Usually the news issue doesn’t come out until tomorrow morning, but this news couldn’t wait.
in the news
Senior sources within both Labour and New Zealand First have confirmed New Zealand First is likely to support Te Tai Tonga MP Rino Tirikatene’s Electoral (Entrenchment of Māori Seats) Amendment Bill at first reading.
The first reading debate will take place this evening.
The Bill will become the first of four entrenchment bills in the last ten years to make it to select committee stage.
But the Bill’s passage to a third and final reading remains uncertain. The Māori Affairs Select Committee is split – four government members and four opposition members – and National opposes the Bill, meaning the committee is unlikely to submit a “majority” report to the House.
Instead Labour and the Greens are likely to support the Bill’s passage with only minor amendments, New Zealand First is likely to support the Bill’s passage with major amendments (i.e. providing for a two-part referendum), and National is likely to oppose the Bill’s passage.
In one sense, their support is surprising – Winston Peters is a long-time critic of the seats - but in another sense it’s no surprise at all. The Bill is an opportunity for both parties in the Coalition to demonstrate their differences, and without putting the government at risk (Tirikatene’s Bill is a private member’s bill rather than a government bill).
In other words, Labour can reaffirm its commitment to Māori voters and the Māori seats, and New Zealand First can reaffirm their opposition. It’s politics all the way down.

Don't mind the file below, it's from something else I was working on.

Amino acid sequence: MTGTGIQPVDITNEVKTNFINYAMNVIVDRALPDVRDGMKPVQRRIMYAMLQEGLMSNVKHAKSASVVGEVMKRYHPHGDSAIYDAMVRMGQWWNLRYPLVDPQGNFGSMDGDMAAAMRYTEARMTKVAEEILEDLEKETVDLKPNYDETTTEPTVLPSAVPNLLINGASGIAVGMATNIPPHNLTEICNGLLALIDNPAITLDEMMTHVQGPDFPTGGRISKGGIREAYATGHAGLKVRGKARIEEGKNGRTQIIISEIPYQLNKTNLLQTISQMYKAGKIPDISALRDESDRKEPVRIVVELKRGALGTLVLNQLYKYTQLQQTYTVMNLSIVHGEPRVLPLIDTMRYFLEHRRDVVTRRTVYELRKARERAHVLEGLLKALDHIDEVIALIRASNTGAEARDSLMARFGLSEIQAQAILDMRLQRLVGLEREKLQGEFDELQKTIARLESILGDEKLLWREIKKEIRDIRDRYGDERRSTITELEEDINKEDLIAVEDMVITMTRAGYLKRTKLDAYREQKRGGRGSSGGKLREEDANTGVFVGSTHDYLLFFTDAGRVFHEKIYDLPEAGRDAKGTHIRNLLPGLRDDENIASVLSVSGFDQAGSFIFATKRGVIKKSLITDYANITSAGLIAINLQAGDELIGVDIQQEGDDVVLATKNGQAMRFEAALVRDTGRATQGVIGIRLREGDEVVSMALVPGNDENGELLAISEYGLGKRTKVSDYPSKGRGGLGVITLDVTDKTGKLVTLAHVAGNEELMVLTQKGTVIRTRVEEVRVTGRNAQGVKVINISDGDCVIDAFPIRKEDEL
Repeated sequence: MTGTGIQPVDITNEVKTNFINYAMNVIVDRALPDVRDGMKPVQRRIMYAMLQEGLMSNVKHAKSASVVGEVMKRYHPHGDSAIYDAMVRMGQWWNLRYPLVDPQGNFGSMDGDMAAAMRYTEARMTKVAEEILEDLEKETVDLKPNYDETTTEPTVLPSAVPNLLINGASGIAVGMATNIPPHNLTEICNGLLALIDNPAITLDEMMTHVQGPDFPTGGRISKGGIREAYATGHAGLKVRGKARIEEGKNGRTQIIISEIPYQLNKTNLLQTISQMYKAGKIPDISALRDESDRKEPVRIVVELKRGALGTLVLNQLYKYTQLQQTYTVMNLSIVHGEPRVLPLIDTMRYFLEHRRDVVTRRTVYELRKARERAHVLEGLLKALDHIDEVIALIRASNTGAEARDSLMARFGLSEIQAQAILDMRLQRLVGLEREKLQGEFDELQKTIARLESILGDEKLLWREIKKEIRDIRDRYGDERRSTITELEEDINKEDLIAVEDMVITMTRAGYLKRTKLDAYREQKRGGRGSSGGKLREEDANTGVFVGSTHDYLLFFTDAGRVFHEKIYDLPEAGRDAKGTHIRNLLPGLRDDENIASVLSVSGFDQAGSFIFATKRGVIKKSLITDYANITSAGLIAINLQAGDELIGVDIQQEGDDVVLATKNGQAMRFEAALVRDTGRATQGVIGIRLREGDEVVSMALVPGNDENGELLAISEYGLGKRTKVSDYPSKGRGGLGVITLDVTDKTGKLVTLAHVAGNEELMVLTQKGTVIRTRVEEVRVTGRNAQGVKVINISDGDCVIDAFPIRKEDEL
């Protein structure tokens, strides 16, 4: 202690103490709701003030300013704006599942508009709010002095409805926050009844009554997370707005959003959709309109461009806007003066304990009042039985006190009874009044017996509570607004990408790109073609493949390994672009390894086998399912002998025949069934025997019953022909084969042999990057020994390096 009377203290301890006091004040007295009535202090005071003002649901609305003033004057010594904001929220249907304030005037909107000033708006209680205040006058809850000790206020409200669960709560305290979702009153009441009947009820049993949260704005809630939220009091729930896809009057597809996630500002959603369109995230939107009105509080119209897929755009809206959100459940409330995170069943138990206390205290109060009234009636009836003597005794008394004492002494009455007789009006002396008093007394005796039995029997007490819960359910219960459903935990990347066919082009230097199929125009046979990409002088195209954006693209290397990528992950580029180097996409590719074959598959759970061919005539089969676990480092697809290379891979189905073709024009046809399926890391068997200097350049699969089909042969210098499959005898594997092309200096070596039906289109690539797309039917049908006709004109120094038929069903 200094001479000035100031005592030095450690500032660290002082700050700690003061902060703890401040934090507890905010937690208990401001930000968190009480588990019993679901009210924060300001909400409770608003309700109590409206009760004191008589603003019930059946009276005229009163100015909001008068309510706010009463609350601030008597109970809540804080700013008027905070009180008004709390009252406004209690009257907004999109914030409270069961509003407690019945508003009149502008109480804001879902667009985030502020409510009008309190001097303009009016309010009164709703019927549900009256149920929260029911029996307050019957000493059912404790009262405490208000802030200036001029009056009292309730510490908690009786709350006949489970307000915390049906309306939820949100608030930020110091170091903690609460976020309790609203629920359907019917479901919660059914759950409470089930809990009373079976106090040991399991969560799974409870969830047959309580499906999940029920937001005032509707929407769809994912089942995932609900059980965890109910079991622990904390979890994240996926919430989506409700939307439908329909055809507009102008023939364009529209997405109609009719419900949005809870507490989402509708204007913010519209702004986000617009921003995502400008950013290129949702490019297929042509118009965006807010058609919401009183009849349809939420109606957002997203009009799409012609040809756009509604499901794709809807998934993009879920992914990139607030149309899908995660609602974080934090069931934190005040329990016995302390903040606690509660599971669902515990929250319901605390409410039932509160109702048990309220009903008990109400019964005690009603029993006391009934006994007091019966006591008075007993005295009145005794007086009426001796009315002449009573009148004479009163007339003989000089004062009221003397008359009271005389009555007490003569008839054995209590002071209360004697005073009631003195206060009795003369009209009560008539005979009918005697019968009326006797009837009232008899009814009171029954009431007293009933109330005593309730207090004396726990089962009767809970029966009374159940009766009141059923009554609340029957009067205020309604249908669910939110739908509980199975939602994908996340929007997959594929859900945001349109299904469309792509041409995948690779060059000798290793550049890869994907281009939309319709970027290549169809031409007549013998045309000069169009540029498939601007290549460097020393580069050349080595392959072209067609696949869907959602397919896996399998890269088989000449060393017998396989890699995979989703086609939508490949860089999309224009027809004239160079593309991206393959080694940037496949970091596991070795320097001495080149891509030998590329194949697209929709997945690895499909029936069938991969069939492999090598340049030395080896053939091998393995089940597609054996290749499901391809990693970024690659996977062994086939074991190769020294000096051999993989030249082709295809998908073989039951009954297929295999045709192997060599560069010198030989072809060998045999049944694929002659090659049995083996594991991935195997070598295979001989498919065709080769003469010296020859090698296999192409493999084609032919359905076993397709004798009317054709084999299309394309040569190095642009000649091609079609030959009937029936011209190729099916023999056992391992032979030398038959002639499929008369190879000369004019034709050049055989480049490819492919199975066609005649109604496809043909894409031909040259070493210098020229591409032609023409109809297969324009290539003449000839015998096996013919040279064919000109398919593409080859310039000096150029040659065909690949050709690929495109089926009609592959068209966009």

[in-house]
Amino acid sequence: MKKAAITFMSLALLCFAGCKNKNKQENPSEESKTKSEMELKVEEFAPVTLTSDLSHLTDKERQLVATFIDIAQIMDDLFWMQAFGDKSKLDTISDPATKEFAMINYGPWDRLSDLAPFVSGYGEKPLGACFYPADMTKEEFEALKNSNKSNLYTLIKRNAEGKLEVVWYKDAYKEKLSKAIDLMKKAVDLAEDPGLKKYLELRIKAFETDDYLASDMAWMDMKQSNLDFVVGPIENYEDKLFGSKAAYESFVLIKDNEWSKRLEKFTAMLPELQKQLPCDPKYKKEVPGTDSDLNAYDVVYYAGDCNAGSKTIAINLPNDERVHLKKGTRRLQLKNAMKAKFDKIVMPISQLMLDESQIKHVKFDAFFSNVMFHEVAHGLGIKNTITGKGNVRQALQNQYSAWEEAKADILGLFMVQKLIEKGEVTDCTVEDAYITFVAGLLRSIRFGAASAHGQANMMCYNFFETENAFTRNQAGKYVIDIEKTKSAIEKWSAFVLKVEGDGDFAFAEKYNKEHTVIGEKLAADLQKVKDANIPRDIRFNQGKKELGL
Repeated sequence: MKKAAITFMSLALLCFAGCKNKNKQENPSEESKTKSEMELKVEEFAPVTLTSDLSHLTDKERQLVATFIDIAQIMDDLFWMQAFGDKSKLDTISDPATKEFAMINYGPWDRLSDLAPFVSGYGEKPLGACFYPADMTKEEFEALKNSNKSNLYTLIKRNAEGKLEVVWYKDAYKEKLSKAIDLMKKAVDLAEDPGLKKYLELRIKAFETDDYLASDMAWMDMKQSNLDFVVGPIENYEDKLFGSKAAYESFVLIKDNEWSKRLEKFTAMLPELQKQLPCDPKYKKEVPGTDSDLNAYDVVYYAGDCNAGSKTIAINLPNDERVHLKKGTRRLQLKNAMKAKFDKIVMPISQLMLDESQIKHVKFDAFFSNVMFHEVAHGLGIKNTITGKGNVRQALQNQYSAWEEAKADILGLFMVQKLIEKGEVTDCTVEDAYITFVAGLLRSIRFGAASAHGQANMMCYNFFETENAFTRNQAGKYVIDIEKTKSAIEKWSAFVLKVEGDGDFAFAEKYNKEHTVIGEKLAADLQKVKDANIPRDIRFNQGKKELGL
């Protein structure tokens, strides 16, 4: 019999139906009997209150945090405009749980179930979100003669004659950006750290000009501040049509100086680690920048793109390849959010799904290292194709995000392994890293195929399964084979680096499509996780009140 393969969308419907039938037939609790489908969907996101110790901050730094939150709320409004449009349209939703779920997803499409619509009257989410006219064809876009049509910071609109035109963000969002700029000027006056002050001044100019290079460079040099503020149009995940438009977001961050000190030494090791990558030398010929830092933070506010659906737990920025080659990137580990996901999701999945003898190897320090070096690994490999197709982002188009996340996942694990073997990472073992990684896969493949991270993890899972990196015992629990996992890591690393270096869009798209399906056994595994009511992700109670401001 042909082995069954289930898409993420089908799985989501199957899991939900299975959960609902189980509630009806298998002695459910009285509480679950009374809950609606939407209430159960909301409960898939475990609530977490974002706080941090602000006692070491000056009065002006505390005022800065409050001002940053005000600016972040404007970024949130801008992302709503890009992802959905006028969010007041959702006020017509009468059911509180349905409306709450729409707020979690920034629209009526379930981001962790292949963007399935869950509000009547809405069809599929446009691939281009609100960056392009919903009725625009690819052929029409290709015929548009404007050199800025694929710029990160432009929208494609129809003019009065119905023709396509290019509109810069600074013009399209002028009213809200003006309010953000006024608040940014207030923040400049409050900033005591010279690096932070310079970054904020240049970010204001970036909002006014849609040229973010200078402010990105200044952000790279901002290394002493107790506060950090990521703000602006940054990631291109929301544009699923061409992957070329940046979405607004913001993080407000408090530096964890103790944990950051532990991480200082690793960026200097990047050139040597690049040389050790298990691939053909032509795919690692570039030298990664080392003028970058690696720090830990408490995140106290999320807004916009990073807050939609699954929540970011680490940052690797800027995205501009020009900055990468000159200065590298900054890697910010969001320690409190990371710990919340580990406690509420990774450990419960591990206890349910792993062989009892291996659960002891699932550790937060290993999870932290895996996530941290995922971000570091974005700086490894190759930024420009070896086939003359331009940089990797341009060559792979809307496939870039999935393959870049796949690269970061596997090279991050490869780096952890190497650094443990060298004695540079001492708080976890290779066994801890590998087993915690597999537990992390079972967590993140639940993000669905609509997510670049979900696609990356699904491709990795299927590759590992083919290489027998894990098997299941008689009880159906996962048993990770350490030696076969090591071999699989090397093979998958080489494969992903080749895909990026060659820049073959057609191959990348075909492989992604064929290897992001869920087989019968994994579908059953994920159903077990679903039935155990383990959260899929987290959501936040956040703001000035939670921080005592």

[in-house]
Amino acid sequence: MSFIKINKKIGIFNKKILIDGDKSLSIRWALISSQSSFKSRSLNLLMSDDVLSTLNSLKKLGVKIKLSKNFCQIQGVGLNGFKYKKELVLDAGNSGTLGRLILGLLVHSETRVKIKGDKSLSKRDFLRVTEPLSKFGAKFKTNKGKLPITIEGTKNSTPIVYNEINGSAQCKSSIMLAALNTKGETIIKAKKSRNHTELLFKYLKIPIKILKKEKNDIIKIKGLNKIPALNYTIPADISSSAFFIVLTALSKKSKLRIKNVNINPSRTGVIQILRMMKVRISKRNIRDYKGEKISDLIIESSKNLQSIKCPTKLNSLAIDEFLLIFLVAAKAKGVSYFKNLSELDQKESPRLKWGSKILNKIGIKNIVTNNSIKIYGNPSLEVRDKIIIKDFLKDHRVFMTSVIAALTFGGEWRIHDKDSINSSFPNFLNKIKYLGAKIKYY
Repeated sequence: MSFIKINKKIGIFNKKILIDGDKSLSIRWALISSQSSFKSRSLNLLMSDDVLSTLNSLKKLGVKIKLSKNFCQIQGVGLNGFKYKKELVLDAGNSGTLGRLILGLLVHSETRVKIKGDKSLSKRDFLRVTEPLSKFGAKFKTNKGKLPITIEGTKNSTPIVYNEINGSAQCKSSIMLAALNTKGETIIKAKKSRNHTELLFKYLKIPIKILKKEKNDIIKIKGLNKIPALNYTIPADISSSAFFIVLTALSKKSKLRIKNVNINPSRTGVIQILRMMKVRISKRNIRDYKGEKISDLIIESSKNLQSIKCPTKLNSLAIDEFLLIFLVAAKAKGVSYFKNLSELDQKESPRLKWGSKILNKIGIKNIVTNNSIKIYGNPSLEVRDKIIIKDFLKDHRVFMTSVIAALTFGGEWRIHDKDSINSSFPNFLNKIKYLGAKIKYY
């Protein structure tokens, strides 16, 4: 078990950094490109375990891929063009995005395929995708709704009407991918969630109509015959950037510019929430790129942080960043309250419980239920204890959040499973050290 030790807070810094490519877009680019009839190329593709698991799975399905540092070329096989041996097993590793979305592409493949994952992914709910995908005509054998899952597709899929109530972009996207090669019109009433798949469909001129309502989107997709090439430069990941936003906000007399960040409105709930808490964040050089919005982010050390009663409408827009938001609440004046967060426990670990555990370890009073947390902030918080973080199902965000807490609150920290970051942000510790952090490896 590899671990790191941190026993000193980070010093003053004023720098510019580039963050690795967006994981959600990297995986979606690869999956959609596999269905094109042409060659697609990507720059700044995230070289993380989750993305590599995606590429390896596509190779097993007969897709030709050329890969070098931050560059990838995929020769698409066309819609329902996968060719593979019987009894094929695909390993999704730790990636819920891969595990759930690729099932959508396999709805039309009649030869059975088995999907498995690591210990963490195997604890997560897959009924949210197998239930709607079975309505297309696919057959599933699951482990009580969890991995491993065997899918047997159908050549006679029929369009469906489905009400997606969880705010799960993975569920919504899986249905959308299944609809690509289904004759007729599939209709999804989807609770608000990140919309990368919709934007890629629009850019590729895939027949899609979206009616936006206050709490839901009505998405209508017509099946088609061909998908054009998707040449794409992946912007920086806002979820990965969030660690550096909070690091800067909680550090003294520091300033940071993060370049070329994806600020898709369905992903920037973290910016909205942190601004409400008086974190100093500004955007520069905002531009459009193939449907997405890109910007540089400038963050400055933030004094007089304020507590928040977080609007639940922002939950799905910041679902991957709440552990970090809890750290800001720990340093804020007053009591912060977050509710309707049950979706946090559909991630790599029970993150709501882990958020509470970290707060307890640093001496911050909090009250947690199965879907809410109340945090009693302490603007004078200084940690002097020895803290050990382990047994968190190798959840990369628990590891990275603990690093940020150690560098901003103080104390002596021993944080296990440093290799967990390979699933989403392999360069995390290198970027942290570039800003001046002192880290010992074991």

But the Bill’s passage past a second reading remains unclear, and even if it were to make it to a third and final reading National must support it for entrenchment to occur (only a 75 percent majority can entrench an Act or provision).
This means the Bill is unlikely to pass in the end (even with New Zealand First and Green support), but it’s a very significant first nonetheless.
in the house
The Māori Affairs Select Committee is taking submissions on the Ngāti Rangi Claims Settlement Bill. The Bill includes $17m in commercial redress – a combination of cash, assets and some commercial rights – and recognition that the Whangaehu River, flowing from its headwater in a Ruapehu crater lake to an outlet near Whanganui, is a living entity. The Bill also gives Ngāti Rangi the power to appoint iwi representatives to various conservation boards and local government management groups.
Submissions on the government’s draft Māori language strategy are still open. The vision is one million New Zealanders speaking basic Te Reo Māori by 2040. So far 300 submissions have been made. “We’re getting a diverse range of opinions, from a diverse range of people. It’s wonderful,” said Māori Development Minister Nanaia Mahuta. (Translation: we’re getting good submissions, but we’re also getting submissions from rednecks).
in the media
Former Māori Party MP Marama Fox is standing down as the party’s co-leader after her business troubles hit the news. Speaking to māui street Fox said she hopes to step up again after her debts are settled. Her consultancy is in liquidation and the liquidator’s report is expected within the month. Fox remains a prominent public figure after participating in Three’s Dancing With the Stars.
Meka Whaitiri will work from her electorate office in Gisborne this week as Ministerial Services investigates allegations made against her. The report is expected within the month. Whaitiri stood down from her ministerial portfolios and insiders suggest that, regardless of the outcome of the report, she is unlikely to get them back.
Last week Pare Hauraki and Te Arawa elders met at Tamatekapua Marae in Rotorua to acknowledge their ancestral ties and resolve mana whenua rights to Moehau mountain in the Coromandel. The tikanga process is a model of what the process between Pare Hauraki and Tauranga Moana could be.
The next issue arrives on Friday.